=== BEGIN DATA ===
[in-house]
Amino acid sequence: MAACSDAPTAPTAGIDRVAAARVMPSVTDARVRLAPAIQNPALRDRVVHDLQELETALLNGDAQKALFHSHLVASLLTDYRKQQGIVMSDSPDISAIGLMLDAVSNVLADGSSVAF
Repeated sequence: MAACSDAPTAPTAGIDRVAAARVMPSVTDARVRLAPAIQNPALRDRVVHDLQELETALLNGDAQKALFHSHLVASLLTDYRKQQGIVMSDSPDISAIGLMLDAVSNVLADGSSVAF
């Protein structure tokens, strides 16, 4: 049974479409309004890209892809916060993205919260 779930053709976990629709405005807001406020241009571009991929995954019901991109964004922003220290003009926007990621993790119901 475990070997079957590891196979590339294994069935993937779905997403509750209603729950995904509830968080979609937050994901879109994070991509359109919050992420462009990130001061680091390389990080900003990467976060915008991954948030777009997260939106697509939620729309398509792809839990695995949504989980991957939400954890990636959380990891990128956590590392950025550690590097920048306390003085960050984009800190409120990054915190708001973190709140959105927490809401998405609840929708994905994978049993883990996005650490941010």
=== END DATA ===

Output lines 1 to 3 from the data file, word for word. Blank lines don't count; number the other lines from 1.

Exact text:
[in-house]
Amino acid sequence: MAACSDAPTAPTAGIDRVAAARVMPSVTDARVRLAPAIQNPALRDRVVHDLQELETALLNGDAQKALFHSHLVASLLTDYRKQQGIVMSDSPDISAIGLMLDAVSNVLADGSSVAF
Repeated sequence: MAACSDAPTAPTAGIDRVAAARVMPSVTDARVRLAPAIQNPALRDRVVHDLQELETALLNGDAQKALFHSHLVASLLTDYRKQQGIVMSDSPDISAIGLMLDAVSNVLADGSSVAF